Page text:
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I have a database running on a RAID5 array of SSDs. Could this be killing its performance? When I do many inserts in a row, the entire computer starts blocking up. Even things like firefox start glitching. On my much less powerful computer with a traditional hard drive, the inserts w/ the same database version, schema, and data run smoothly. Could this be the reason, or might it be some other factor?

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What are you doing running firefox on a database server? – Matt Simmons Jun 30 '10 at 1:49
@Matt I wish i could upvote that more than once. – Tom O'Connor Jun 30 '10 at 8:45
ah you assume it is a database server, but it's just the machine I'm coding on. not the best environment we have set up here.. – Claudiu Jun 30 '10 at 15:49
up vote 5 down vote accepted


1) RAID5 might not be the best bet for a database. You might try mirroring + striping for redundancy and small file performance.

2) You could be bottlenecking something other than the drives with the SSDs, when the rotational media would bottleneck at the drive. This bottleneck could be resulting in the performance difference. E.g. network bottlenecks can affect the strangest things, especially when you add NFS or the like. If you're tooling the RAID card, maybe it just flakes.

3) You might want to check the I/O scheduler, to make sure they match between the two machines, as they can affect performance.

4) Is the SSD database system performing database queries on par with the other, rotational media system, or better, or worse?

5) To get a good idea of where the bottleneck is happening, you might try dstat or iostat

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SSDs begin to falter with high write duty cycles. RAID5 by it's nature (lots of parity rewrite) has lots of write cycles.

You don't mention which SSD you're using, but you should look at wiping the drives' wear tables to start over from scratch. You should also consider rebuilding at RAID10.

Take a look at BAARF for some solid rethinking about RAID5 in general.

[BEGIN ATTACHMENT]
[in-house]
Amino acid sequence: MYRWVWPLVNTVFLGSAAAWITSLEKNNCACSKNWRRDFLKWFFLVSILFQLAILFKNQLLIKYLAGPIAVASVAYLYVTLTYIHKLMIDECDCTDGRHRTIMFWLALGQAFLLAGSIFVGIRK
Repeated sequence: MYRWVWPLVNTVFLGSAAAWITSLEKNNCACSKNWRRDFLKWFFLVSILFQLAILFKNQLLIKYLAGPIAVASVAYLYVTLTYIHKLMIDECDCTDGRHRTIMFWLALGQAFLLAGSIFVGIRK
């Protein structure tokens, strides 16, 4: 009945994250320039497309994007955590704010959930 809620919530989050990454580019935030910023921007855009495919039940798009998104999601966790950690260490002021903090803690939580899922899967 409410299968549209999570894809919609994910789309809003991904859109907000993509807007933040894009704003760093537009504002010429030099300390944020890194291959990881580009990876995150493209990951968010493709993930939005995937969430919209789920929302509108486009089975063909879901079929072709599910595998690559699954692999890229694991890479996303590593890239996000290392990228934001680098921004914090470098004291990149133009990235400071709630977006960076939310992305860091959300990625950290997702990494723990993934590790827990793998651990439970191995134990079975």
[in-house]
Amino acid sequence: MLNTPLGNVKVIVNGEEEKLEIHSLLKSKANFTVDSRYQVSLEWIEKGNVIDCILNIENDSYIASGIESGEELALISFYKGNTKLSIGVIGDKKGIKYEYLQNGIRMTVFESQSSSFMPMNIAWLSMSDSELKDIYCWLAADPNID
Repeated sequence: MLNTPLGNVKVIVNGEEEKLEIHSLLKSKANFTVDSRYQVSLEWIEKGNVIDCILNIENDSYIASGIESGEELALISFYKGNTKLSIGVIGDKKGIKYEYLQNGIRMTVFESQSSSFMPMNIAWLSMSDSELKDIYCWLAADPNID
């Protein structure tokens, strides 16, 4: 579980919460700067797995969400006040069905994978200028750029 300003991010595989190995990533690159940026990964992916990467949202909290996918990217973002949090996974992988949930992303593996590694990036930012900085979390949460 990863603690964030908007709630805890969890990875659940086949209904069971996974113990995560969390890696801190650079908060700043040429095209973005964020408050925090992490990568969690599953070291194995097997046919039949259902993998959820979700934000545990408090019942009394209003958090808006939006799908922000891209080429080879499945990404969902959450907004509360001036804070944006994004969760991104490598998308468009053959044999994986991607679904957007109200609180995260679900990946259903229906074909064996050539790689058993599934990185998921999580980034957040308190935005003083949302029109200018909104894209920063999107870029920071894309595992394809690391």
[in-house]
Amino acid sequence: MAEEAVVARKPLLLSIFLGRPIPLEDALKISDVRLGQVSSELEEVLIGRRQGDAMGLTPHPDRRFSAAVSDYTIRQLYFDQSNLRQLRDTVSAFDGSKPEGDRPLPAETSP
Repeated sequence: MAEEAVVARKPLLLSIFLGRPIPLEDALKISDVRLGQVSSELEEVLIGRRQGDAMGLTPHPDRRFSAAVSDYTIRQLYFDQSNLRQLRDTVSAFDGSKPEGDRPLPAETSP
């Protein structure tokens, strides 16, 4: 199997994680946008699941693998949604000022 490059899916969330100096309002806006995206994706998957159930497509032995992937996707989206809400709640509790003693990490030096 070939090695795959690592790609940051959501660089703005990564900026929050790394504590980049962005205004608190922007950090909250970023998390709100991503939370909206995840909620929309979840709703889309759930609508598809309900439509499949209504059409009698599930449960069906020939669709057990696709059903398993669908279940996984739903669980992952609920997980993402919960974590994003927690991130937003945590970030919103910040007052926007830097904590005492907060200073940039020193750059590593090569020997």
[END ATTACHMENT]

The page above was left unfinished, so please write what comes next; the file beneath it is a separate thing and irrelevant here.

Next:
Take a look at your SSD's recommendations for performance tuning. Many suggest you only allocate 80% of the drive for filesystem blocks. (more unused blocks means better wear leveling over time)

Best of luck.

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+1 RAID 5 on an SSD drive sounds like a bad idea. – Andrew Jun 30 '10 at 5:08
Agreed... unless your SSD is designed specifically for RAID usage, you're going to have problems. Example:…. One is "RAID Enhanced". – churnd Jun 30 '10 at 13:36
hmm interesting. i thought SSDs were supposed to be great at lots of little writes, considering they have no moving parts? – Claudiu Jun 30 '10 at 15:50
The problem is you are using yours in RAID, which your SSD's are probably not designed for. You didn't give the model, so I can't say for sure. – churnd Jul 6 '10 at 10:41

RAID 5 isn't exactly known for its performance enhancing properties, but it's unlikely that the RAID level is causing problems like what you're experiencing.

Tell us some more. First, how big and how many (and how new) are the SSDs? Are they the only drives in the machine, or do you have a system disk, and your RAID array is separate?

I'm guessing they're SATA...attached to an add-in card, or to the motherboard itself?

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To me this sounds like CPU spikes - are you using software raid?

If not (you have a hardware raid controller), do you have a battery backup installed and write cache enabled?

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